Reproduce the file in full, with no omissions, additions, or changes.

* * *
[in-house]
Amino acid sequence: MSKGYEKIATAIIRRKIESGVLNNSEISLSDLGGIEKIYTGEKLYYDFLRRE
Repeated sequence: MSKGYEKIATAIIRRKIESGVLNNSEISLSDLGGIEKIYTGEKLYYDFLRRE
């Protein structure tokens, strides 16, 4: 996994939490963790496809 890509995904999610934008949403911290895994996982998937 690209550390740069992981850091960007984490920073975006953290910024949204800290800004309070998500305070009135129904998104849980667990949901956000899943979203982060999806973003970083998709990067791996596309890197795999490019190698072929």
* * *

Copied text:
[in-house]
Amino acid sequence: MSKGYEKIATAIIRRKIESGVLNNSEISLSDLGGIEKIYTGEKLYYDFLRRE
Repeated sequence: MSKGYEKIATAIIRRKIESGVLNNSEISLSDLGGIEKIYTGEKLYYDFLRRE
């Protein structure tokens, strides 16, 4: 996994939490963790496809 890509995904999610934008949403911290895994996982998937 690209550390740069992981850091960007984490920073975006953290910024949204800290800004309070998500305070009135129904998104849980667990949901956000899943979203982060999806973003970083998709990067791996596309890197795999490019190698072929």